HOLLY SPRINGS, N.C. (WTVD) -- Zara Collier and Haley Hardcastle walked out of a Holly Springs Town Council workshop on Tuesday night with their heads held as high as could be.
"I would say a little disappointed but it's as expected when you see this happening over and over again," said Collier, president of the Gay-Straight Alliance at Holly Springs High School.
"We kind of knew that's how this would end," said Hardcastle, a rising senior at the high school.
They sat inside the Holly Springs Law Enforcement center as the town council talked for two hours and ultimately decided not to sign on to Wake County's non-discrimination ordinance.
Dozens of activists rallied prior to the meeting as they urged the council to pass the NDO and a proclamation for Pride Month. The proclamation never made it through the doors.
"I'm frustrated, to say the least, and sort of not protected," said Donna Friend. "If Wake County spent the money to hire some of the best attorneys, they've got to craft an ordinance that should be good for everybody and cover everybody, so why not Holly Springs?"
Councilmembers pressed the town's attorney but ultimately most concluded they didn't have enough data to vote on the ordinance.
"We are open to change, we're open to inclusion and we're open to diversity but let's make it right for the town, for Holly Springs," said Councilman Timothy Forrest.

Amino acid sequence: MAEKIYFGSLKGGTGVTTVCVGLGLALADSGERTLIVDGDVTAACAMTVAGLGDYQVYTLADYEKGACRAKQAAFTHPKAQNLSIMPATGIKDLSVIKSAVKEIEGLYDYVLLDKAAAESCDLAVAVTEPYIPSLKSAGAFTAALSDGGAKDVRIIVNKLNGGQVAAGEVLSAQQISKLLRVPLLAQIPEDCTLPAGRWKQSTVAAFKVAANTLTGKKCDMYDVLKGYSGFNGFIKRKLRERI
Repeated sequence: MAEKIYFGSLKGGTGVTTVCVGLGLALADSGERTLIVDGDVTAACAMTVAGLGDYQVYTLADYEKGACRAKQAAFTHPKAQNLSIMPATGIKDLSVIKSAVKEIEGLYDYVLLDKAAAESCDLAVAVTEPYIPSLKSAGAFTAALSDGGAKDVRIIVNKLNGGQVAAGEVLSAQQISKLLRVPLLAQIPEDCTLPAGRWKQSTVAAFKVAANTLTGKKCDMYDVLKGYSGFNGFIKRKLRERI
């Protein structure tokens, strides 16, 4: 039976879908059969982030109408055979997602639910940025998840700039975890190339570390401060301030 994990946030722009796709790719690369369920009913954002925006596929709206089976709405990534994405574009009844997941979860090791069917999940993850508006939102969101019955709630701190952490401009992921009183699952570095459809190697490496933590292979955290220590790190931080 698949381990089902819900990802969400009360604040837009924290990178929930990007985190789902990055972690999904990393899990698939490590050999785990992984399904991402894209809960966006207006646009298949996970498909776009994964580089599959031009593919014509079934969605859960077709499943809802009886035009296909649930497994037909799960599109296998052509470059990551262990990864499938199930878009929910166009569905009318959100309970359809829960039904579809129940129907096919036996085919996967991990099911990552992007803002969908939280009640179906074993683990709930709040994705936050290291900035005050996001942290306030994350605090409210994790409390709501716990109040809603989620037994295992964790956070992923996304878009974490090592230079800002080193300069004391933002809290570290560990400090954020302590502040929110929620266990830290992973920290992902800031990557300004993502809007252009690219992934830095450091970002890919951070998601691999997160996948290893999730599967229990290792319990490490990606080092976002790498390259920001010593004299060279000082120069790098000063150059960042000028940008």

The town can still pass an ordinance itself but signing on to the county's would be free. The town's attorney agreed that doing it was low-risk and low-cost
The ordinance was passed by the county last October but advocates say they believe the discussion has been delayed by town council members.
"All we're doing by deciding not to sign on is choosing not to protect our citizens with the same accommodations that they have in Apex, towns like Cary, Raleigh and other parts of the county," said Aaron Wolff, the only councilmember arguing for the town to pass the ordinance.
Wake County commissioners said Cary is soon to sign on to the ordinance. It means Holly Springs, Fuquay Varina, Zebulon and Wake Forest will be the only ones not to adopt it.
"I think they want us to stop talking about it but we won't," said Hardcastle. "They want to keep pushing it back until we forget about it."
Holly Springs Town Council opts not to sign on to Wake County non-discrimination ordinance
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